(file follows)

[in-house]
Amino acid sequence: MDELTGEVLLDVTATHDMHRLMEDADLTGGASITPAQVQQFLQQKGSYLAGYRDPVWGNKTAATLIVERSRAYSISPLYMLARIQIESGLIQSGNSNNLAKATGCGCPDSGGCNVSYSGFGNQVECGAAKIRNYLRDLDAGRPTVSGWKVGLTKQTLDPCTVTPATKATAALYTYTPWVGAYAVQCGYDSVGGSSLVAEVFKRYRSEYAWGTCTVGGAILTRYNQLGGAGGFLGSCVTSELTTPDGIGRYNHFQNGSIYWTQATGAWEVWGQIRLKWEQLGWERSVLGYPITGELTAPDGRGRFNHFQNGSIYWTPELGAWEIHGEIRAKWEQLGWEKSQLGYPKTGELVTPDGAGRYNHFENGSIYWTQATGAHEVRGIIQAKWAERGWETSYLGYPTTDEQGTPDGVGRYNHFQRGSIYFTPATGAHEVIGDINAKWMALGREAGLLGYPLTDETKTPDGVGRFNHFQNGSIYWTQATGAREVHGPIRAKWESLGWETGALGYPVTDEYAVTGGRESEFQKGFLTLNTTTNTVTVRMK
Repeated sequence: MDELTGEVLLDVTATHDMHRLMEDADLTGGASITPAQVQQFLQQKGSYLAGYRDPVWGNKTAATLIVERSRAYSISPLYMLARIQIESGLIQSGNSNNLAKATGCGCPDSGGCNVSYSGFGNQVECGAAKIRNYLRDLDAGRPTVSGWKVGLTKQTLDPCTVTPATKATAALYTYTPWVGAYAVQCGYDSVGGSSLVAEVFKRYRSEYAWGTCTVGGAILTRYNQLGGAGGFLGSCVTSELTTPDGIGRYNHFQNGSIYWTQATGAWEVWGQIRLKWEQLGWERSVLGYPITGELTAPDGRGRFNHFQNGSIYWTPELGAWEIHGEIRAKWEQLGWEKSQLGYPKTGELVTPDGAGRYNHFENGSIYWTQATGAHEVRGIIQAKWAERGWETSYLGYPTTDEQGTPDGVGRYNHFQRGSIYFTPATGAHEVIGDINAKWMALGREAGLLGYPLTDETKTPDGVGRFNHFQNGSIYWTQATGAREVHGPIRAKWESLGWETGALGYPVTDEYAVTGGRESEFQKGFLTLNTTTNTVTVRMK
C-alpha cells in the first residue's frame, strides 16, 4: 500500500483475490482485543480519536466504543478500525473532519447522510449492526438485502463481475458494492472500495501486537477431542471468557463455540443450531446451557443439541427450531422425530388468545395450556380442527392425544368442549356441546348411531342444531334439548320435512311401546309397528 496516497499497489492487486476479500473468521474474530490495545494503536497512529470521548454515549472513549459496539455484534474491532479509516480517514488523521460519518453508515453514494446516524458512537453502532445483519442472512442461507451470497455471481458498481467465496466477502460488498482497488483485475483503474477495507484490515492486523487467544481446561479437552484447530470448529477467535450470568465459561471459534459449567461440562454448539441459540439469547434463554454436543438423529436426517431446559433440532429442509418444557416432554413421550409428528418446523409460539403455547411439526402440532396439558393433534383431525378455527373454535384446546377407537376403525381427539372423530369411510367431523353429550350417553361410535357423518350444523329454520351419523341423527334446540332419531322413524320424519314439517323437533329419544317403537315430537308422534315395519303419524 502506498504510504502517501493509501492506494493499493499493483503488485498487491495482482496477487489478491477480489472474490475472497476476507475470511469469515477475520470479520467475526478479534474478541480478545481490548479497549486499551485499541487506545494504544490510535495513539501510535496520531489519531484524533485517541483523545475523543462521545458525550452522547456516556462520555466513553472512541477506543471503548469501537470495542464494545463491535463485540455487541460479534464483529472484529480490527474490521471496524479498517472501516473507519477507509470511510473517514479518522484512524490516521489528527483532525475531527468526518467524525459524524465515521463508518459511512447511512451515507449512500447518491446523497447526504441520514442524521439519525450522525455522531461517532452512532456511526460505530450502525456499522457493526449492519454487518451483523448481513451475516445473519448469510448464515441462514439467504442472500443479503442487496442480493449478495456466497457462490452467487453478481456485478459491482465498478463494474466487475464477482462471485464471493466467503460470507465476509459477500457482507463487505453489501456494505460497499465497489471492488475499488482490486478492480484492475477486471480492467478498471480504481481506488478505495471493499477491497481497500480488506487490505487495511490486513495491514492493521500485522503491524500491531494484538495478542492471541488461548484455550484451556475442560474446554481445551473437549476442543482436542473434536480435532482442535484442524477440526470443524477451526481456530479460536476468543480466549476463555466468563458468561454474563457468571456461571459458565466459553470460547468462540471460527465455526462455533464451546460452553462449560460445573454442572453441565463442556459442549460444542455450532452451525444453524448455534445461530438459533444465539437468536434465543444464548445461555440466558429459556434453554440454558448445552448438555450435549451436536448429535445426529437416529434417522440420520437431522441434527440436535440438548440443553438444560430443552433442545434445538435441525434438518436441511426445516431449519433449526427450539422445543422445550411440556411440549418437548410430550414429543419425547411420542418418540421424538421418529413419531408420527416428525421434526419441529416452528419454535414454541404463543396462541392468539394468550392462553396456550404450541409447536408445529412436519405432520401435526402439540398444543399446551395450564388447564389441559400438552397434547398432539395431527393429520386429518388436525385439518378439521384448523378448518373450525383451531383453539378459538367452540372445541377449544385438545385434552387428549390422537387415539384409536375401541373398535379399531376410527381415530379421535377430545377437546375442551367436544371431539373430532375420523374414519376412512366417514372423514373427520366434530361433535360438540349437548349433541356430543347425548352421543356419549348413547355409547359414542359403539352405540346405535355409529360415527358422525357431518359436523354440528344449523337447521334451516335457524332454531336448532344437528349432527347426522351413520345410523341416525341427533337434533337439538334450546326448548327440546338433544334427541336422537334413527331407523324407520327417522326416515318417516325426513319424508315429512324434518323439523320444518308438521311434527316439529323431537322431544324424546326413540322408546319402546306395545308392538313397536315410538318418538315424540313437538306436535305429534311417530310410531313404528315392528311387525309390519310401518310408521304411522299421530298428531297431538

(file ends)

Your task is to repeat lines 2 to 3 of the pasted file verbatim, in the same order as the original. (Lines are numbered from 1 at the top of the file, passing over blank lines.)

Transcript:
Amino acid sequence: MDELTGEVLLDVTATHDMHRLMEDADLTGGASITPAQVQQFLQQKGSYLAGYRDPVWGNKTAATLIVERSRAYSISPLYMLARIQIESGLIQSGNSNNLAKATGCGCPDSGGCNVSYSGFGNQVECGAAKIRNYLRDLDAGRPTVSGWKVGLTKQTLDPCTVTPATKATAALYTYTPWVGAYAVQCGYDSVGGSSLVAEVFKRYRSEYAWGTCTVGGAILTRYNQLGGAGGFLGSCVTSELTTPDGIGRYNHFQNGSIYWTQATGAWEVWGQIRLKWEQLGWERSVLGYPITGELTAPDGRGRFNHFQNGSIYWTPELGAWEIHGEIRAKWEQLGWEKSQLGYPKTGELVTPDGAGRYNHFENGSIYWTQATGAHEVRGIIQAKWAERGWETSYLGYPTTDEQGTPDGVGRYNHFQRGSIYFTPATGAHEVIGDINAKWMALGREAGLLGYPLTDETKTPDGVGRFNHFQNGSIYWTQATGAREVHGPIRAKWESLGWETGALGYPVTDEYAVTGGRESEFQKGFLTLNTTTNTVTVRMK
Repeated sequence: MDELTGEVLLDVTATHDMHRLMEDADLTGGASITPAQVQQFLQQKGSYLAGYRDPVWGNKTAATLIVERSRAYSISPLYMLARIQIESGLIQSGNSNNLAKATGCGCPDSGGCNVSYSGFGNQVECGAAKIRNYLRDLDAGRPTVSGWKVGLTKQTLDPCTVTPATKATAALYTYTPWVGAYAVQCGYDSVGGSSLVAEVFKRYRSEYAWGTCTVGGAILTRYNQLGGAGGFLGSCVTSELTTPDGIGRYNHFQNGSIYWTQATGAWEVWGQIRLKWEQLGWERSVLGYPITGELTAPDGRGRFNHFQNGSIYWTPELGAWEIHGEIRAKWEQLGWEKSQLGYPKTGELVTPDGAGRYNHFENGSIYWTQATGAHEVRGIIQAKWAERGWETSYLGYPTTDEQGTPDGVGRYNHFQRGSIYFTPATGAHEVIGDINAKWMALGREAGLLGYPLTDETKTPDGVGRFNHFQNGSIYWTQATGAREVHGPIRAKWESLGWETGALGYPVTDEYAVTGGRESEFQKGFLTLNTTTNTVTVRMK